Safeway to pay $3 million fine after drug thefts in Wash. spark investigation
SEATTLE - The Safeway chain has agreed to pay a $3 million penalty after a federal investigation found the company had failed to report the theft of thousands of opioid narcotic pills in Washington state and elsewhere in a timely manner.
U.S. Attorney Annette L. Hayes says the investigation began in 2014 when the Drug Enforcement Administration learned about irregularities at the Safeway pharmacy in North Bend, Wash., and another in Wasilla, Alaska.
The investigation showed that Safeway did not report the theft of tens of thousands of narcotic hydrocodone pills at the two pharmacies until months after the company discovered the pills were pilfered by employees.
Further investigation revealed a widespread practice of Safeway pharmacies failing to report missing or stolen controlled substances in a timely manner, Hayes said.
By law, pharmacies and other drug providers are required to notify the DEA of the theft or significant loss of any controlled substance within one business day of the discovery of the theft or loss.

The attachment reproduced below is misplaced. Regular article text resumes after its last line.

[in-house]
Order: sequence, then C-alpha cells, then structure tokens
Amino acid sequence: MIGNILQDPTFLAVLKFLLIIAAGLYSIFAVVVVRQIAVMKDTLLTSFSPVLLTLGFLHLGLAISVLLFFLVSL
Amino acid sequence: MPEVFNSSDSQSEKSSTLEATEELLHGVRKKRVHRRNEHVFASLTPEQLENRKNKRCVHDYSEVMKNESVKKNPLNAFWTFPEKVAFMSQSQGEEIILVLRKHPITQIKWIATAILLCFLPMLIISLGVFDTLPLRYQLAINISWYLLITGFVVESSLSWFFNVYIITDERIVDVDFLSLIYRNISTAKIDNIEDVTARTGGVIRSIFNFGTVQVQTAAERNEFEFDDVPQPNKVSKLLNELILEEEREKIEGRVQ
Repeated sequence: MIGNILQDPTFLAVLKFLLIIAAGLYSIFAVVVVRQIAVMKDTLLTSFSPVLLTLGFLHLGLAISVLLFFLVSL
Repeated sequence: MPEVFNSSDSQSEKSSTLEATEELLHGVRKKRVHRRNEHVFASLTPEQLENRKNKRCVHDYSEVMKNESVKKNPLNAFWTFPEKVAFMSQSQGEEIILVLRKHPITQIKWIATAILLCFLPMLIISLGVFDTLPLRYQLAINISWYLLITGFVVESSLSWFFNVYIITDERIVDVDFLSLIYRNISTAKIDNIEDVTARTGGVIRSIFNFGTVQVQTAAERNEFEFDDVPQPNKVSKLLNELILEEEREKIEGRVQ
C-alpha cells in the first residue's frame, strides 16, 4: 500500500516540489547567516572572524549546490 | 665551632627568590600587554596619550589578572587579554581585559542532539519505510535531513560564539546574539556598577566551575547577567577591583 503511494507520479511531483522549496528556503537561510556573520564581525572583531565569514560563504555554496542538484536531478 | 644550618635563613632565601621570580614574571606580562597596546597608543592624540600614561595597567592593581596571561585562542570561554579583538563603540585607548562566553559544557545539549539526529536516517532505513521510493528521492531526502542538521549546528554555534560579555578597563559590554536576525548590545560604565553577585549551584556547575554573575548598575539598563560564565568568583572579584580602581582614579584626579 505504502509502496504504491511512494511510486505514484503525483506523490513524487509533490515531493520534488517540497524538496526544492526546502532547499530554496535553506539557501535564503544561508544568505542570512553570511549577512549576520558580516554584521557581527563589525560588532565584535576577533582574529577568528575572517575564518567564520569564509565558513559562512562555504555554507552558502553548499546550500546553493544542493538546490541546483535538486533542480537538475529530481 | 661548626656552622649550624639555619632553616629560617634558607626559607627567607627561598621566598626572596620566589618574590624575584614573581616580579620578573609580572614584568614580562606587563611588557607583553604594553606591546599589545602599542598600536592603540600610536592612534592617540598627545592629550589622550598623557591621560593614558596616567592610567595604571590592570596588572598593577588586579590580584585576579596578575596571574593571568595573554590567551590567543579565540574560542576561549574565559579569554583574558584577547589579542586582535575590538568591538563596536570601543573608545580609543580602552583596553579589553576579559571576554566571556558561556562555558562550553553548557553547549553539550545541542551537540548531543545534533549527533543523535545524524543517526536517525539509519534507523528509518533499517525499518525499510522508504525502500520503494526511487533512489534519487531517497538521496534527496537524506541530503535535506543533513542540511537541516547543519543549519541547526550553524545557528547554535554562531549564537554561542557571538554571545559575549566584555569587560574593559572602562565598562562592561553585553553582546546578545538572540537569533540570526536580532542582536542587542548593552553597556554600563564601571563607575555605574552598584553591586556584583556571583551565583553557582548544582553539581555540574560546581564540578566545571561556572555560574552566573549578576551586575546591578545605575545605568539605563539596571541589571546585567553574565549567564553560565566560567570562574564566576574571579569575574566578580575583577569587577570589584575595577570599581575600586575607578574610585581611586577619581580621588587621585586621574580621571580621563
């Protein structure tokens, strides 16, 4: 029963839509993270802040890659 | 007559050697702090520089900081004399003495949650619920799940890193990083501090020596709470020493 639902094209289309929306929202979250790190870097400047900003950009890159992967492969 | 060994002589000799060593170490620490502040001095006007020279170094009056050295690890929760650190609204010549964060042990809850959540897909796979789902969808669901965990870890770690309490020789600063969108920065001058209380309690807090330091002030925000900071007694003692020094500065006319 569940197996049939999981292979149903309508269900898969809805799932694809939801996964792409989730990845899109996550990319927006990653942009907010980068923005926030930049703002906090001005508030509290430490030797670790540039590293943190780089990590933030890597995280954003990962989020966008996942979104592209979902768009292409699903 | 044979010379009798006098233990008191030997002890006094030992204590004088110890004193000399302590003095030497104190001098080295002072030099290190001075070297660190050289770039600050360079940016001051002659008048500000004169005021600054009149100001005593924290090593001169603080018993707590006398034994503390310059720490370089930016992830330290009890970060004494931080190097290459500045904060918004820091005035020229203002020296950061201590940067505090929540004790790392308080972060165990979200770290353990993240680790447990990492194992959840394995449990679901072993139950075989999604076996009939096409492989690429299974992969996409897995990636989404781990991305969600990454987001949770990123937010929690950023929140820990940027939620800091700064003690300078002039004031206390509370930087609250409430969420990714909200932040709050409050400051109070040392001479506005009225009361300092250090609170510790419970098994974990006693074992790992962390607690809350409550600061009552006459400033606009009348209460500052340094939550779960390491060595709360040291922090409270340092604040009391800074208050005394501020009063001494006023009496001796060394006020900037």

Following the investigation, Safeway accepted responsibility for failure to report the thefts in a timely fashion and agreed to pay a $3 million penalty. The chain also agreed to implement a compliance agreement reached with the DEA to ensure such notification lapses do not happen again.
Hayes said the agreement is an important step in battling drug addiction.
“As our community struggles with an epidemic of opioid abuse, we call on all participants in drug distribution to carefully monitor their practices to stem the flow of narcotics to those who should not have them,” she said.
This is the third U.S. Justice Department settlement in the past year involving lax pharmacy controls and inconsistent adherence to DEA requirements, Hayes said.
In January 2017, the Justice Department reached an $11.75 million settlement with Costco and in July 2016 DOJ reached a settlement with Seattle Cancer Care Alliance over pharmacy control failures.